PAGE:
The logical question that arises out of all the above is ‘what is real ecology?’ Unfortunately, I do not have an answer. Indeed, it seems as if Larsson does not have a stable answer (or at least an articulatable answer) himself as real ecology is originally presented as “the alternative to modern human existence itself,” (whatever that may mean)12)Larson, The Alternative of Real Ecology, 3. then as an “[a]dvocacy of Nature,”13)Ibid., 58. then as a call to give up luxury by “not buying, using, and consuming as much as possible,”14)Ibid., 92. then as a catalyst for “inner change and non-contribution,”15)Ibid., 93. and finally as a vague call to action.16)Ibid., 265. Placing the reader in a situation where they are unable to articulate the central idea of your book – indeed, the central idea that you note will likely be misunderstood17)Ibid., 94. – is an extremely undesirable position to be in. The lingering question after 269 pages, for me, is ‘what is real ecology?’ Ultimately, the various answers given are presented without explication and the central theme of Larsson’s project remains a mystery.
As Larsson moves forward in his examination (and to continue, we must necessarily bracket the issue of the multiple definitions of “real ecology,” although they by no means go away), he affirms that “real ecology” rests upon environmental advocacy which, for him, entails raising one’s voice and letting Nature’s pain be known.18)Ibid., 58. This view, however, not only fails to break free from the humanism Larsson is so desperate to avoid, but fails to solve anything as its success (if that is even the correct word to use when discussing this type of alternative) is entirely contingent upon the acknowledgment of “real ecology,” something whose criteria for success I am unable to find or articulate. Indeed, unlike other postmodern critiques that don’t inherently offer a solution to the problems they raise (e.g. Foucault, Baudrillard, etc.), Larsson seems to tie “real ecology” to the nebulous ideal of being acknowledged by people, a species that he thinks is largely uninterested and/or stupid.19)Ibid. What’s more, it’s unclear what acknowledgement of “real ecology” would look like. Does it merely need to be recognized by one person? By a few? Indeed, what are the criteria for successfully acknowledging something? These are questions I cannot find answers to and thus my notes in the book consist primarily of question marks.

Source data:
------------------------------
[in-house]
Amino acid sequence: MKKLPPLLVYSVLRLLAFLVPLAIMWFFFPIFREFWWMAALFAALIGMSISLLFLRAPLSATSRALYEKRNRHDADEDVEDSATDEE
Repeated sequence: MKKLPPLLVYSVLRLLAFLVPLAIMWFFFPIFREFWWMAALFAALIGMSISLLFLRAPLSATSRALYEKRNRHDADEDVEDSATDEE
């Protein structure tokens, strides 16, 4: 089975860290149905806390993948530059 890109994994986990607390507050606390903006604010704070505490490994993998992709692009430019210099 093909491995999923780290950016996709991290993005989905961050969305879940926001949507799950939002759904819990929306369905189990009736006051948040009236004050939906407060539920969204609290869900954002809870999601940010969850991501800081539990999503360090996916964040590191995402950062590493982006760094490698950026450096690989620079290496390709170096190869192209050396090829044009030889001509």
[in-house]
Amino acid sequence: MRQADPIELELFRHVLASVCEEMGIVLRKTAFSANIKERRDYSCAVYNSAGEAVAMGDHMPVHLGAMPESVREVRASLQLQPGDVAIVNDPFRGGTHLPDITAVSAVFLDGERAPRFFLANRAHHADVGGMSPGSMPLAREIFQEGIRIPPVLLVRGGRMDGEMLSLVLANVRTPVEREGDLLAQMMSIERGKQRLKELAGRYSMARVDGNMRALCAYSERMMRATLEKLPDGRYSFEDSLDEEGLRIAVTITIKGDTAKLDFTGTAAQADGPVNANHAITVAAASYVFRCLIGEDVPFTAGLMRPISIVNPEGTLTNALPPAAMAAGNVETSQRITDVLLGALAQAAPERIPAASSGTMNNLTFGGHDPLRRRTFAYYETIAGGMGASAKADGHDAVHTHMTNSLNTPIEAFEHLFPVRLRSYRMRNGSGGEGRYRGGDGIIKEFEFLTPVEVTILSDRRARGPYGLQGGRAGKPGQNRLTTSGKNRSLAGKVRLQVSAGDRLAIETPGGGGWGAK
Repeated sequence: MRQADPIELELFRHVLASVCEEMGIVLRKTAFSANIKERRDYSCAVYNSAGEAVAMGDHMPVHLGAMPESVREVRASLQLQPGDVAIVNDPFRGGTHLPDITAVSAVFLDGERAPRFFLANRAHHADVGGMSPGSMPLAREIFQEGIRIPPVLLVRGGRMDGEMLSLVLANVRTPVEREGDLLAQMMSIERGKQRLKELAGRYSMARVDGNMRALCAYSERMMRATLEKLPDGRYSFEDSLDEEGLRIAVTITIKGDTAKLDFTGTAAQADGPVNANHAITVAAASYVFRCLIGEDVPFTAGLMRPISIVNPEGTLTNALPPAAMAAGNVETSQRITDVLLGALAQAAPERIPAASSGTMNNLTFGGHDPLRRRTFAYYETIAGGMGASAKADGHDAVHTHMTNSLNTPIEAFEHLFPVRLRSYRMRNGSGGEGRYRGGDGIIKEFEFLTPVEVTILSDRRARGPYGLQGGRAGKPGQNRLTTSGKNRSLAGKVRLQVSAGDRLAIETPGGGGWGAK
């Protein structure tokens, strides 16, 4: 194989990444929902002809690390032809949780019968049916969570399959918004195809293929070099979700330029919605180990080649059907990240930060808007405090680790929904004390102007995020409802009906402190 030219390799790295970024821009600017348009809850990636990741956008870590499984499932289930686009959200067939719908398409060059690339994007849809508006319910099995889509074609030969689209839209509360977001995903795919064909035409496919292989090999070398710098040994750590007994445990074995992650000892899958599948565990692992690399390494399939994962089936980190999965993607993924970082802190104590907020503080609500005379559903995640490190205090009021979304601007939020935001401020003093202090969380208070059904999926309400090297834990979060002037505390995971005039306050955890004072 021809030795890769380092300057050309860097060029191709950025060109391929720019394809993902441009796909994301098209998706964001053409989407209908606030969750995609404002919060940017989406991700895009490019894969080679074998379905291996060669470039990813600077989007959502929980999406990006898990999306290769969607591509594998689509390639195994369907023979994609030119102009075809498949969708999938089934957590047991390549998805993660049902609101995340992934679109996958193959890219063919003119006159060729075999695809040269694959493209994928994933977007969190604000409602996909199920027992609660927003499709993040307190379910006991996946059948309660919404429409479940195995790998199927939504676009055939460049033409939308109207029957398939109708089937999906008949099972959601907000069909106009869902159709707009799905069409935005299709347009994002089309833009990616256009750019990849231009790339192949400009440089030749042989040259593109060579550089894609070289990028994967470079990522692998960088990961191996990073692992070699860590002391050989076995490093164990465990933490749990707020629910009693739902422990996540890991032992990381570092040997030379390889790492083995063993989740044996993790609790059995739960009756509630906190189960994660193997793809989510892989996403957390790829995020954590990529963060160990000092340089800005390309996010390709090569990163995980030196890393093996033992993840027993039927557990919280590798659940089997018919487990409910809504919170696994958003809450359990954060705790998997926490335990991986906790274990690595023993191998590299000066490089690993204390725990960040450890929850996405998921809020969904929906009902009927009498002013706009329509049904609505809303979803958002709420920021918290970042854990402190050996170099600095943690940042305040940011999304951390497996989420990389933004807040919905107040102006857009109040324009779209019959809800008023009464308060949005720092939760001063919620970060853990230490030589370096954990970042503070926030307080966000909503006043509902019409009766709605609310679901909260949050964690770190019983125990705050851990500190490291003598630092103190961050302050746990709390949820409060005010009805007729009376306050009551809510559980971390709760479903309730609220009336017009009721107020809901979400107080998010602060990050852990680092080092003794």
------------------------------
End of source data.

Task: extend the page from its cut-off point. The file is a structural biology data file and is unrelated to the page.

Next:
While there are, of course, numerous small issues discussed within The Alternative of Real Ecology (e.g. popular environmentalism and the role of celebrity advocates, overpopulation and possible solutions, trash, human rights, and money), this review cannot be an exhaustive analysis of each chapter and thus we must necessarily move on.
There are a few salient issues within Larsson’s analysis in The Alternative of Real Ecology, but for this review we shall only focus on one major one: the question of ‘nature.’ Indeed, we shall ignore the numerous internal contradictions, equivocations of words, and other logical inconsistencies (many of them may be explicable by writing style) and focus the brunt of our critique on the a priori issues of what nature is and whether humans are a part of it.